The Slide Rule

The slide rule is a hand-held arithmetical instrument, formerly of great practical importance.
Until the 20th-Century, the slide rule was one of only a handful of machines with the capability of amplifying the power of the human mind.

Simple slide rules provide multiplication and division, typically to 3 or 4 significant decimal places, and possibly squaring and square rooting.
More elaborate slide rules, such as the Post Versalog ( a sweet machine ) and various Keuffel & Esser rules, are capable of a whole suite of "advanced" calculations, using powers, exponents, roots, logarithms, trigonometric functions, and inverses of those functions.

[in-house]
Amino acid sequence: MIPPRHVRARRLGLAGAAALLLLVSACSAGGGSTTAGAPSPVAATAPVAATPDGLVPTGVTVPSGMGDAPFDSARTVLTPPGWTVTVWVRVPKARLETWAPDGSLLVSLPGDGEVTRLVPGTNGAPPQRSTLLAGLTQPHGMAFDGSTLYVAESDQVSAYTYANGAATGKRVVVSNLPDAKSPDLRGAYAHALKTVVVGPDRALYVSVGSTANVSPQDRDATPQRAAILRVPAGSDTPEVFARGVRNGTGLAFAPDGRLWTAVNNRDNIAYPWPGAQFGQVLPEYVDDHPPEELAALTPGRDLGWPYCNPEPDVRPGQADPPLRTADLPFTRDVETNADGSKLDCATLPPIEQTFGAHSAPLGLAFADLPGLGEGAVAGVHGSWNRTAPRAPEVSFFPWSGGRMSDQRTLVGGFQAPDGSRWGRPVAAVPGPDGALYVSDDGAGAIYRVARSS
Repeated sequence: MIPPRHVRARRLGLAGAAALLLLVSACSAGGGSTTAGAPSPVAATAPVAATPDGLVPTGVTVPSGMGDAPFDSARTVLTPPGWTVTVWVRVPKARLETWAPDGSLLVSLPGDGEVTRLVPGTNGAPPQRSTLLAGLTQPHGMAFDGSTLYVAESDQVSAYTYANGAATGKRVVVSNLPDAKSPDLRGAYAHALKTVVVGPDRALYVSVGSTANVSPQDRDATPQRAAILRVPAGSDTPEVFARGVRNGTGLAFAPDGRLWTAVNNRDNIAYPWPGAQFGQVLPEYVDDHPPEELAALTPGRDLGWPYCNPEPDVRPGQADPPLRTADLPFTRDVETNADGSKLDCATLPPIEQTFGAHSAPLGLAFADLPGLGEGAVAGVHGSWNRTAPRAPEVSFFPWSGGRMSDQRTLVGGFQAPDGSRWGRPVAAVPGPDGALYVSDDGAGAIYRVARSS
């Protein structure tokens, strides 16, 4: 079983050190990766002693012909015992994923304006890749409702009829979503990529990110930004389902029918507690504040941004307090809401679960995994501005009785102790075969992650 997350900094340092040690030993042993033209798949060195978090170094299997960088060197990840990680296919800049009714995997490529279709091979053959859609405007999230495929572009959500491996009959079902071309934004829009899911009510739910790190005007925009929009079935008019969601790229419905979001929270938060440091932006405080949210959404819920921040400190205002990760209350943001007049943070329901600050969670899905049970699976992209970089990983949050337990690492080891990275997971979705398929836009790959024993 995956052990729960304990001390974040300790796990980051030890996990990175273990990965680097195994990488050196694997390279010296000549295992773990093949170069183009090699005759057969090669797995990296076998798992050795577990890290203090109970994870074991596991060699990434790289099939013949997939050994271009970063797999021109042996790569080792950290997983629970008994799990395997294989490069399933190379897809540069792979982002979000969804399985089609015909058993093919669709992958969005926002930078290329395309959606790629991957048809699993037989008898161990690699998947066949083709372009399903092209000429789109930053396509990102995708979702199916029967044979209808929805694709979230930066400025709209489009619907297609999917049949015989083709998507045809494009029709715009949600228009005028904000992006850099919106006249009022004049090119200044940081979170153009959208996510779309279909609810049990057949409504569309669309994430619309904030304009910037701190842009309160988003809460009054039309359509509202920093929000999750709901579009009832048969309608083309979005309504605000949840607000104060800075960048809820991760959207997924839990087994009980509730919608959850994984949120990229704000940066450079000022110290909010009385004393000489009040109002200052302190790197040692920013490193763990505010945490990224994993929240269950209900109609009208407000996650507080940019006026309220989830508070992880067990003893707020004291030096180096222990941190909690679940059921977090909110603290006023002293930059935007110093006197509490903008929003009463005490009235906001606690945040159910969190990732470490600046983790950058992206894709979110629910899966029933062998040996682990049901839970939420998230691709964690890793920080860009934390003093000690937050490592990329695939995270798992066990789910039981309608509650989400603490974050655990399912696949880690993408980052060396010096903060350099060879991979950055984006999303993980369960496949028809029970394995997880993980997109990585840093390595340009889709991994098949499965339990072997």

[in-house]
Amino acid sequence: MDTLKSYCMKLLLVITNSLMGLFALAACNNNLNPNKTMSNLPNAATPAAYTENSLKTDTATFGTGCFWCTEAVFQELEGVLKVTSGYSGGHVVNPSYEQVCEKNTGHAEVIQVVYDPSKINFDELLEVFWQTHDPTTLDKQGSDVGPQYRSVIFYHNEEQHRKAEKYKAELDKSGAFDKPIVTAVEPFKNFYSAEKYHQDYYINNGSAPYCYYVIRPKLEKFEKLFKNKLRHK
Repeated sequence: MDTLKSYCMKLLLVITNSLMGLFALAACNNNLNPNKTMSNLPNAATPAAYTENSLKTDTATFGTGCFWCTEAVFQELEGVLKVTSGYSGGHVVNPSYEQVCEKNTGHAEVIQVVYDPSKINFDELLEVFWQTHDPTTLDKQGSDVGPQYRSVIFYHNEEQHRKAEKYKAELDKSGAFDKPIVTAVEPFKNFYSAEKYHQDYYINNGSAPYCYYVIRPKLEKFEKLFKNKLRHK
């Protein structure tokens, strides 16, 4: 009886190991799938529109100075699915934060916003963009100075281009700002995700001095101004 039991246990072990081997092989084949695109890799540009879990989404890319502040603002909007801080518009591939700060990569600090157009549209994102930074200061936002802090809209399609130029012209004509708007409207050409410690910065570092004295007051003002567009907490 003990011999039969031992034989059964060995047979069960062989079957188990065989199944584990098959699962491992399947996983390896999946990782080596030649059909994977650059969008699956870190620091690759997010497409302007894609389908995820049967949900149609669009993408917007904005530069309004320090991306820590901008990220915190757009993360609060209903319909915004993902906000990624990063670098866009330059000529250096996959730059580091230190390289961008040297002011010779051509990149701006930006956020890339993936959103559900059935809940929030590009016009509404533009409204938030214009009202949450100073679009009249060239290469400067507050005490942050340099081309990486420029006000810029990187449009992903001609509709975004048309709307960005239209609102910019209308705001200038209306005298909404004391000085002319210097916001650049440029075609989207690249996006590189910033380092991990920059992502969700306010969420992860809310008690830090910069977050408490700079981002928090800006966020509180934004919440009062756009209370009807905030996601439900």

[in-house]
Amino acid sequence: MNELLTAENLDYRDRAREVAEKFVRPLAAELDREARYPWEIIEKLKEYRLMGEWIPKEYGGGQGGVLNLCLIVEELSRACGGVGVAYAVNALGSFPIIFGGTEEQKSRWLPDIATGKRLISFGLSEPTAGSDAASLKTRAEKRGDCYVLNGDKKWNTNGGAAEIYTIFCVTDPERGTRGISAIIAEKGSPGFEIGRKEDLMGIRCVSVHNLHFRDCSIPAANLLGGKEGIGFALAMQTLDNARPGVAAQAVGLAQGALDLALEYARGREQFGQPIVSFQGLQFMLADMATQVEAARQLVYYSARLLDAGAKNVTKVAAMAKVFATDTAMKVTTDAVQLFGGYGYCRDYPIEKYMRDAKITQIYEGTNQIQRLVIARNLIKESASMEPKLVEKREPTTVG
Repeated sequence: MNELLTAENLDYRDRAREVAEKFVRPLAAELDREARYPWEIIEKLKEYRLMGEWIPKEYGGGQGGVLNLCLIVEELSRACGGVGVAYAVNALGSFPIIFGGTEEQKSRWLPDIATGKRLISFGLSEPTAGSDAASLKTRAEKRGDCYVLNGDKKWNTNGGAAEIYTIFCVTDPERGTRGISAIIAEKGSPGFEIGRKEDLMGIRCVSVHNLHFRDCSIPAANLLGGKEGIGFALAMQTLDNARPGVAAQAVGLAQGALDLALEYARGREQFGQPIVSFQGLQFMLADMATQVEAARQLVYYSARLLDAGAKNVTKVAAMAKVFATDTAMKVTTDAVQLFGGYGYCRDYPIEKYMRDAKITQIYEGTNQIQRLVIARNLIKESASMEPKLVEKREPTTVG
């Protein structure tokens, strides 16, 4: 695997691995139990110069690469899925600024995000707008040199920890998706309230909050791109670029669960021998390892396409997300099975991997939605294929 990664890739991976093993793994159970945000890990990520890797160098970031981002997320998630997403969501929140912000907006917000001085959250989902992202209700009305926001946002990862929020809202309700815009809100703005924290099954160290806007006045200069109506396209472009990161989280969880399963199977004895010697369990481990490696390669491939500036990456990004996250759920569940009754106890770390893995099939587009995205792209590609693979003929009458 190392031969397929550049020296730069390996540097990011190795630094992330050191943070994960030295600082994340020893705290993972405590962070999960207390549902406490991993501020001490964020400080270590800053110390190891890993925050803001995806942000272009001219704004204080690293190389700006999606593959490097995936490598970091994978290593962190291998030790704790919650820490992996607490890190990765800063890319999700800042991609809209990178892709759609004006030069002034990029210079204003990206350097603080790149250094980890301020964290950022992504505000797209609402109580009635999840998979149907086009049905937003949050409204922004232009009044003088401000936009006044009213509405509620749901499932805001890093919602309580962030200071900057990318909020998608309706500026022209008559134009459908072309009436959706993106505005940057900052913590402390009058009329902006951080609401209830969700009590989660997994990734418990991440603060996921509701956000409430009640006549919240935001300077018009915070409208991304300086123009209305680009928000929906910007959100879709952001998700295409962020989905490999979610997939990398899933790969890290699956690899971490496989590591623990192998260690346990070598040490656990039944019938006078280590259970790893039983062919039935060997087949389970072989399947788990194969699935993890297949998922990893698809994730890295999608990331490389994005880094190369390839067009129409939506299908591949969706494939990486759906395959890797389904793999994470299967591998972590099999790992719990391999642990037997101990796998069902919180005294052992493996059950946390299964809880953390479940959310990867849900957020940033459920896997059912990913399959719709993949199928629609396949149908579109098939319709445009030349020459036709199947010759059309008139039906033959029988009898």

Sometimes, a slide rule was informally referred to as a "slip stick", based on its shape, being much longer than wide, and on the sliding of the scales past one another.
Circular slide rules providing basic functions were never common.
Cylindrical slide rules are capable of greater accuracy, but uncommon.
Many variations on the slide rule were produced for various specialized purposes, often having nothing to do with the arithmetical operations.

Here are some misspellings :
"Sliderule", "slideruler" and "slide ruler".

2010 Mathematics Subject Classification : Primary 00A99
Secondary 26-01, 26A09

Walter Nissen